Audience members are selected based on age, gender, occupation, ethnicity, disability status, voting intention, voting history, and party membership.[8]

Audience members are "requested to come up with two questions, to be considered for the programme." The panel hears the questions for the first time, when the audience members asks them.

Applicants are contacted on the Monday, Tuesday, or Wednesday before the programme. Although, due to a "high volume of requests," the team are unable to call everyone.[9]

Question Time is usually recorded "as-live," and in a single-take, shortly before transmission. The programme is only edited on "very rare" occasions for legal or taste reasons, or because it over-runs.[10]

For a brief period in the mid-1990s, the programme used voting keypads to take a poll of the audience, who were stated to have been selected to provide a balanced sample compared with the nation as a whole.

During general election campaigns, the programme has taken a different format, with the party leaders appearing as single guests and fielding questions from the audience.

The theme music was originally written by Stanley Meyers. A re-arranged this theme for Mcasso was created by Ben Foster[11] and the current arrangement is by Mike Connaris.[12]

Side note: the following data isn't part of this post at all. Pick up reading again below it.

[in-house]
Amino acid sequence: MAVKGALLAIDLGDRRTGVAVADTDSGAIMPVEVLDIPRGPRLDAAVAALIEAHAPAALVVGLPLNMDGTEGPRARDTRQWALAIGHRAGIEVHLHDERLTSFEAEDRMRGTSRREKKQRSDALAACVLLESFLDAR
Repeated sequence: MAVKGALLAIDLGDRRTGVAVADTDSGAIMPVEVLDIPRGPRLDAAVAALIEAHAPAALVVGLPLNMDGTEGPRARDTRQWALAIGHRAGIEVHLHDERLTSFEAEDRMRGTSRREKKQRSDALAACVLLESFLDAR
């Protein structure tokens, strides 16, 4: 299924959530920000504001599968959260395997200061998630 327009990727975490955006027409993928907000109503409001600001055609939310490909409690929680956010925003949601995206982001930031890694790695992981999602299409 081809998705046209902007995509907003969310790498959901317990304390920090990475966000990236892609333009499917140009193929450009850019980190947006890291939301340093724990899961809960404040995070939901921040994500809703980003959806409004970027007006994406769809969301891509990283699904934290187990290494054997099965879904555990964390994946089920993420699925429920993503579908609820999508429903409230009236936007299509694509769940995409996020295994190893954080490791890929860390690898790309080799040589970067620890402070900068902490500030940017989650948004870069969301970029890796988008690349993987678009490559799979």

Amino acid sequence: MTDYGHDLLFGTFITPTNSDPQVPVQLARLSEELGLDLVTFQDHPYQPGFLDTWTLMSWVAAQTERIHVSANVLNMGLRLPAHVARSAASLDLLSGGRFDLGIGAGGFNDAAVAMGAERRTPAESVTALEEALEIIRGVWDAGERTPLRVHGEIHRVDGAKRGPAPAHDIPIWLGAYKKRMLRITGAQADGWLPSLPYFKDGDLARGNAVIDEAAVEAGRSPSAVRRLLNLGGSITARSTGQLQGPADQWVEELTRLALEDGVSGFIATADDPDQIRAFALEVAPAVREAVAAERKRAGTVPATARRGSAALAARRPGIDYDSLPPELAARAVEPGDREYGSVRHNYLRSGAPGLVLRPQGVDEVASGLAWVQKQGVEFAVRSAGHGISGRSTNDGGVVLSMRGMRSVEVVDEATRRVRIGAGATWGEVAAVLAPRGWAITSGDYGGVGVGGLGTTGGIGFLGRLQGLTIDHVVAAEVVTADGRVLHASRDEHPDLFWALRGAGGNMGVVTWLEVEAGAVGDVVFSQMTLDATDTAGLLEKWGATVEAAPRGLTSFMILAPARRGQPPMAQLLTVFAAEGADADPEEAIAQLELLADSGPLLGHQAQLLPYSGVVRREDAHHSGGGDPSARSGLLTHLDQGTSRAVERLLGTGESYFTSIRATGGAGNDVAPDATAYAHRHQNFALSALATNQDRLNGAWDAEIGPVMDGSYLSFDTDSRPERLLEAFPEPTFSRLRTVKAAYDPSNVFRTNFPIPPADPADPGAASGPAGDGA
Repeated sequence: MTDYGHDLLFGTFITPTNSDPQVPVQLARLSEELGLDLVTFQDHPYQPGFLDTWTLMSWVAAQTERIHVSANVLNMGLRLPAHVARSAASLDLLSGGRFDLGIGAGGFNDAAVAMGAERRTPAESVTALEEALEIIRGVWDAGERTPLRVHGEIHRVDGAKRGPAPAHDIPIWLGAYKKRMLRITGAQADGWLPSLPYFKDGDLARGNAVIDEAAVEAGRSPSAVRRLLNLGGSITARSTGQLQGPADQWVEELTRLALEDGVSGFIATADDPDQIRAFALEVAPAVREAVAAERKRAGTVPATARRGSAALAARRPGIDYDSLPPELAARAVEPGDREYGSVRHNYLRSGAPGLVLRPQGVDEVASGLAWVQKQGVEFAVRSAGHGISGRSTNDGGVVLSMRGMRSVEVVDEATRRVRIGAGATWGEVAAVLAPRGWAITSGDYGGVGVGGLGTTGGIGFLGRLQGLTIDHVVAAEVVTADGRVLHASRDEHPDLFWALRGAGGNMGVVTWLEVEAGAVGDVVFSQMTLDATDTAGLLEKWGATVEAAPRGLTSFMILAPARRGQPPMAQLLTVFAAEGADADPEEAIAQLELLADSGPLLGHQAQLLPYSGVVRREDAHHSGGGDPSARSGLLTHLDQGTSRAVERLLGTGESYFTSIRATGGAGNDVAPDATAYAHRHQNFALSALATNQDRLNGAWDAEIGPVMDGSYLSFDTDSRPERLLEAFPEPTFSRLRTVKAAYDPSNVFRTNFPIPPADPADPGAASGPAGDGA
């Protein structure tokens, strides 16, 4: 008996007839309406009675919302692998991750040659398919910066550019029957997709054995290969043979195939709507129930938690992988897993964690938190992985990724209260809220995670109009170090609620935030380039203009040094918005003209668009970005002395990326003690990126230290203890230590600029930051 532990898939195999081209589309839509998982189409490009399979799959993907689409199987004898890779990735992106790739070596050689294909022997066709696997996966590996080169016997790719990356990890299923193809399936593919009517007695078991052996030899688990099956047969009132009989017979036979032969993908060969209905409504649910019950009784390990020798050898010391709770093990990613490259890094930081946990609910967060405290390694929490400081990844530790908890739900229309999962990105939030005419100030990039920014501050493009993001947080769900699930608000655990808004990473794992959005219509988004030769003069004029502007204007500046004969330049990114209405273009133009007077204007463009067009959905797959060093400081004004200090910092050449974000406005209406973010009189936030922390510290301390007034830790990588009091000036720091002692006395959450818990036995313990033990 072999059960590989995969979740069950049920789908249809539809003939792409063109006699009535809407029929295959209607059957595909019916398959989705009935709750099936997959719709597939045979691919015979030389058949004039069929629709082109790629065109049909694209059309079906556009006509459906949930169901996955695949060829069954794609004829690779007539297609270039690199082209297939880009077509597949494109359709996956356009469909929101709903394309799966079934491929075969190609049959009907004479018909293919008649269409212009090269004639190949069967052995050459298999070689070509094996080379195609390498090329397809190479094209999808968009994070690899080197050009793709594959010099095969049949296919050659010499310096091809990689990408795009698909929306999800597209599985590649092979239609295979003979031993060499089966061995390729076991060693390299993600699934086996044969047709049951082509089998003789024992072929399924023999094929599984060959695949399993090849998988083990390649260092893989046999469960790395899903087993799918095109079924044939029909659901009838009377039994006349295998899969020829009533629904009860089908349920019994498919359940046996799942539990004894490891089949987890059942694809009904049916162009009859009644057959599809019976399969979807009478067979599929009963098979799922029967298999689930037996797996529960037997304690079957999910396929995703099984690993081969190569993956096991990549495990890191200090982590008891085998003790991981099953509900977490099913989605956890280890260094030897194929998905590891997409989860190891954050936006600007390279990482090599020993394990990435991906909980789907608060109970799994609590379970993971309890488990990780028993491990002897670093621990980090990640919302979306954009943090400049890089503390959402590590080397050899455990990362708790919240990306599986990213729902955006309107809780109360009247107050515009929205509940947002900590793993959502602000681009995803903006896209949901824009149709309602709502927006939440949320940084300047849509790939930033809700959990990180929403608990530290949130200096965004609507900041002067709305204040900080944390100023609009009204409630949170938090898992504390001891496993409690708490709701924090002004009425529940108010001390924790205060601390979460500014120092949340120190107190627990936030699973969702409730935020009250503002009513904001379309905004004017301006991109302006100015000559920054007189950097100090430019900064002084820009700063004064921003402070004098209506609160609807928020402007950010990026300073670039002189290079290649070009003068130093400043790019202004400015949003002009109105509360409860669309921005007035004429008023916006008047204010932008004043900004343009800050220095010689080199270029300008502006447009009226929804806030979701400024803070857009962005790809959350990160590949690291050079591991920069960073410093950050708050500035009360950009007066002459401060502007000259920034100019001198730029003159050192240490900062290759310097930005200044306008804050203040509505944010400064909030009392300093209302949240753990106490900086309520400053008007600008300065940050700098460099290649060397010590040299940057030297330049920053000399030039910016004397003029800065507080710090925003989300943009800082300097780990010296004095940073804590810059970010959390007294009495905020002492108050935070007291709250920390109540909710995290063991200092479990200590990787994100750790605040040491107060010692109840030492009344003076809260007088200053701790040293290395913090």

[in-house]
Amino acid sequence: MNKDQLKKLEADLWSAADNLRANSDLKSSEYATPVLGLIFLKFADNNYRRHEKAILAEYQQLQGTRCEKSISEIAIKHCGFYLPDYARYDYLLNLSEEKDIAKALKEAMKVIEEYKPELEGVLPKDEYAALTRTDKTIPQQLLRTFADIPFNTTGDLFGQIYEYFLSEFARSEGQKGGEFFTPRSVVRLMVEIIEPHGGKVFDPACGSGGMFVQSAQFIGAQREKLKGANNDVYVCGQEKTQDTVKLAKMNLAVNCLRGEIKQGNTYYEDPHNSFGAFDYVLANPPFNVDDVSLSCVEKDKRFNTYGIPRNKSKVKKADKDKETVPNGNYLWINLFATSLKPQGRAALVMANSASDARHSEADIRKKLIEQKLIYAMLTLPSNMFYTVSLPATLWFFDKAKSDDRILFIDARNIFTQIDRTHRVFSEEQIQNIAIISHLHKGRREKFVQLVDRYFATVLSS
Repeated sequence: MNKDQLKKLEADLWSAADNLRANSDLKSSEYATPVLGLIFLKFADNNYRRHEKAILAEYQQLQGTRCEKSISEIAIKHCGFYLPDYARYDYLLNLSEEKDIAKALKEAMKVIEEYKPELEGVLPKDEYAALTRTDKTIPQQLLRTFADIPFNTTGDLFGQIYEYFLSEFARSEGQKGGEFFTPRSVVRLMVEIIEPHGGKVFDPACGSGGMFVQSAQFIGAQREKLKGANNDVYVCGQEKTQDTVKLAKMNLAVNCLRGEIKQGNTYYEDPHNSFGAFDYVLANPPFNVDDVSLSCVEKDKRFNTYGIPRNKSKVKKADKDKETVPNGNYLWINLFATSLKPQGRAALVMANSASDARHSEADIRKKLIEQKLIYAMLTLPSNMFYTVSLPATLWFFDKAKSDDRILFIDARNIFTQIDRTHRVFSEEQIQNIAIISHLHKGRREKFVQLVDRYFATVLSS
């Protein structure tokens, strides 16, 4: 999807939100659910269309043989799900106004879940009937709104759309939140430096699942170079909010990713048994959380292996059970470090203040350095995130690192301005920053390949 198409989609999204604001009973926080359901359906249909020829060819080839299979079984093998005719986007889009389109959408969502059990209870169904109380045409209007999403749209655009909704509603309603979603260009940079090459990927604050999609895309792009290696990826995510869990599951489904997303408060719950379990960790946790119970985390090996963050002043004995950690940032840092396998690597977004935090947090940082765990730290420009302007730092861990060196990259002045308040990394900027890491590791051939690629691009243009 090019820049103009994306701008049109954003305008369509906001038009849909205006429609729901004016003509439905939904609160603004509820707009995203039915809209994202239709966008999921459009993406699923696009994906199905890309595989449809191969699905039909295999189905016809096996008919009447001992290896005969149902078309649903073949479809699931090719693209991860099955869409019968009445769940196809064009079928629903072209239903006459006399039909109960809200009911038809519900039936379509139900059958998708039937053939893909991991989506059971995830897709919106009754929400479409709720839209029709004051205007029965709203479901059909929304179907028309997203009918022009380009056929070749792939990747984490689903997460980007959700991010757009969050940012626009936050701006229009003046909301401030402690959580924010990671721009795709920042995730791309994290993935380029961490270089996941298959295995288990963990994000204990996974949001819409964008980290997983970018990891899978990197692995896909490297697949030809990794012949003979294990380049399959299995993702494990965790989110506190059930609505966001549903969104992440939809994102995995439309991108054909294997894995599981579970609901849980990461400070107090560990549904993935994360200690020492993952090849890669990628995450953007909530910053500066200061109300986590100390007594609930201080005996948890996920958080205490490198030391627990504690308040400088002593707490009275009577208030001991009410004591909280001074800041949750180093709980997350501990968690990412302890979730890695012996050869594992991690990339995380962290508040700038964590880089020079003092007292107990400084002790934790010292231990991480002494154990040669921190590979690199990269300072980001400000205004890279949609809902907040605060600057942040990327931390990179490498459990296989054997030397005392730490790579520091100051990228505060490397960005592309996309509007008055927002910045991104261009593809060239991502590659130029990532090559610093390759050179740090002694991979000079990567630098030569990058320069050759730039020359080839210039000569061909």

Presenters[edit]

Robin Day[edit]

Veteran newsman Sir Robin Day was the programme's first chairman, presenting it for nearly 10 years until June 1989. The programme soon gained popularity under Day's chairmanship, with his quick wit and interrogation skills.[13] His famous catchphrase when he had introduced the panel was: "There they are, and here we go." The programme was mainly filmed at the Greenwood Theatre in London on the south side of London Bridge. His last programme as presenter on 12 July 1989 was broadcast from Paris, and Day was allowed to choose his own guests.[14]

Peter Sissons[edit]

After Day retired, Peter Sissons took over and continued until 1993. After Day's departure the BBC decided to widen the programme's appeal by moving it around the country. The programme also changed its London location from the Greenwood Theatre to the Barbican Centre. Sissons' tenure as Question Time chairman included three different editors. There were several problems during filming, including a bomb scare during a live recording, which resulted in the programme being taken off the air, and the death of an audience member who collapsed while recording.[14]